How mistletoe became the plant of festive intimacy. – maude Skip to content

How mistletoe became the plant of festive intimacy.

How mistletoe became the plant of festive intimacy.

Nothing says “Christmas romance” like kissing under a parasitic growth.

Plenty of festive traditions are, when you think about them, kind of strange. For 364 nights of the year, a bearded stranger entering your house in the middle of the night is exactly the opposite of what you want to happen.

Kissing under the mistletoe is an odd one. It’s ingrained enough as an idea for Justin Bieber and Mariah Carey to sing about it every Christmas for the rest of their days, but it doesn’t seem to make any sense. A sprig is taken from a plant—not just any plant, a parasitic one that is toxic—and hung on a doorframe, and then any pair that passes beneath it, deliberately or accidentally, are encouraged to kiss. Weird.

It turns out, like so many things, that kissing under the mistletoe is a combination of smashed-together traditions and good old-fashioned horniness.

Sticky white berries

Mistletoe has always had unusual associations. Partly due to its parasitic nature, growing in clumps on other plants, it became a symbol of fertility in the ancient world, remaining green and vibrant while the tree around it browned and shed its leaves for winter. Mistletoe’s sticky white berries also added to this, particularly given their habit of exploding in a slightly, er, ejaculatory manner—in Pagan and Celtic mythology the plant is explicitly linked with semen, while the Greek name for it translates as “oak sperm”. 

But it’s not all sexy times. Mistletoe also crops up in ancient myths of murder. According to Norse mythology, the trickster god Loki fooled Hodur—a blind god—into firing an arrow made of it at his brother Baldur. Hodur and Baldur’s mother, Frigg, had asked every species in the world to protect Baldur, apart from one: she had forgotten to ask mistletoe. Baldur, invulnerable to everything else, died. Loki, you swine!

In Roman times, mistletoe was a symbol of peace, hung over doorways as a sign of welcoming. In the Middle Ages, a custom began in Britain known as the ‘kissing bough’—a trimmed-off treetop positioned above a doorway that visitors would be embraced beneath. The old Norse tale of Baldur’s death eventually got folded into this, with the addition of the idea mistletoe represented remembrance.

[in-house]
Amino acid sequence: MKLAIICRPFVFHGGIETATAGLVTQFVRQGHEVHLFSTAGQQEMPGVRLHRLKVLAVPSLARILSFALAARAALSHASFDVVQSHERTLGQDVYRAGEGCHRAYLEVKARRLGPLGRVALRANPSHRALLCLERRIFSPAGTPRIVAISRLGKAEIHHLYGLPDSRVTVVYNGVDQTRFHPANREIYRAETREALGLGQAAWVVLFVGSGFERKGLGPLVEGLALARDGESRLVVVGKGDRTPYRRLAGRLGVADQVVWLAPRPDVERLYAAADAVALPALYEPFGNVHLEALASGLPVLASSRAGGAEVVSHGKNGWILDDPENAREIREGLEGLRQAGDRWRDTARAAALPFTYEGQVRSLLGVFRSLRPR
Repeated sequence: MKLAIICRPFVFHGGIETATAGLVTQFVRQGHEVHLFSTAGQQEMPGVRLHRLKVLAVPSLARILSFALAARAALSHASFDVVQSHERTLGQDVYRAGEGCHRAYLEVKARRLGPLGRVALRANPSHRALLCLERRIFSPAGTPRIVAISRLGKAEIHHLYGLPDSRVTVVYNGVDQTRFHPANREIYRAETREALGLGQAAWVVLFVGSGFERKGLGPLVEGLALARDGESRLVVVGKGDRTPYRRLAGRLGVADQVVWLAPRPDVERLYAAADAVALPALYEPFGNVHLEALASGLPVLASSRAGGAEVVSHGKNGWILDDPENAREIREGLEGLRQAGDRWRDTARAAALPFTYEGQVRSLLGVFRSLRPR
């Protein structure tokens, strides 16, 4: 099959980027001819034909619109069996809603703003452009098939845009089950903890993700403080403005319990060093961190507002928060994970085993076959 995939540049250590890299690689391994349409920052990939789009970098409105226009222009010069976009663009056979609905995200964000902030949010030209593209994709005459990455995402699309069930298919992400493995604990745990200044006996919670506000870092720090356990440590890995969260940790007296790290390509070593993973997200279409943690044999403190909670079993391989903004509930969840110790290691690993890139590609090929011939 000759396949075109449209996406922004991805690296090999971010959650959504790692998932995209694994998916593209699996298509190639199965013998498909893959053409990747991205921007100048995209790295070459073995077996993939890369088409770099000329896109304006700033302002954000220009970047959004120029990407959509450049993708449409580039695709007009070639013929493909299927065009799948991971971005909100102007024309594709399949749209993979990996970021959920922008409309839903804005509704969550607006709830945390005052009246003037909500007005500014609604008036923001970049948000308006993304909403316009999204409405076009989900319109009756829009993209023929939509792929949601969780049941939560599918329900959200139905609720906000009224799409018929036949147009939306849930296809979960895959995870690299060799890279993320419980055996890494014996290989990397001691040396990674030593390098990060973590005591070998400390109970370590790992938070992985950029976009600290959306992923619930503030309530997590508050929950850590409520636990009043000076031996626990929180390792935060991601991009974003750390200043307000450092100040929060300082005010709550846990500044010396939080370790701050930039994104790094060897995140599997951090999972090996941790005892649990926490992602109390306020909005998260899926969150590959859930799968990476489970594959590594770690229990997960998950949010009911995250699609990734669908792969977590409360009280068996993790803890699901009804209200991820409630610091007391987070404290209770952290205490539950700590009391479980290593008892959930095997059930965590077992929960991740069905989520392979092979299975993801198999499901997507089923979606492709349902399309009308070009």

Horny Georgians

Later on, along came horny, luck-pushing Georgians and Victorians, who managed to take a thing that was already there—mistletoe hanging above doorways—and slightly change its meaning so they got to (relatively chastely) make out with each other.

In the 18th and 19th centuries, there was something of a revival of interest in the idea of druids, albeit a kind of romanticized idea of them, in which mistletoe featured heavily—in fact, the word Druid itself supposedly comes from joining ancient words for oak and mistletoe, representing strength and wisdom. 

A bit of a mashing together of ideas took place, and the symbolic purpose of mistletoe was reinvented—the idea among servant classes in Britain became that any time a (mixed-gender) pair passed beneath a sprig of mistletoe, the man was permitted to kiss the woman, and it was bad luck for her to refuse. 

This coincided with the advent of printing presses and mass-market newspapers. Washington Irving described the tradition in 1820: “The mistletoe is still hung up in farm-houses and kitchens at Christmas, and the young men have the privilege of kissing the girls under it, plucking each time a berry from the bush. When the berries are all plucked the privilege ceases.”

Modern mistletoe

The increased prevalence of plastic mistletoe has largely seen off the berry-removal element, and it is now hopefully a consensual thing for all involved—more of an excuse for a bit of fun than anything anyone feels pressured to get involved with—but the basic idea remains largely the same 300 years later. It’s just more opt-in now, as we’ve generally moved beyond the idea anyone should have to kiss anyone they don’t want to kiss.

(The exception, of course, is seasonal rom-coms and Christmas episodes of sitcoms, where a will-they-won’t-they pairing will occasionally find themselves trapped under the mistletoe together and feel compelled to share a kiss, which is much more substantive and romantic than it needs to be, and awakens various feelings and so on. Nothing wrong with this.)

Considering how cheesy and wholesome this tradition has become, it’s odd to think it all started with someone looking at a berry and thinking, “That looks like cum.” 

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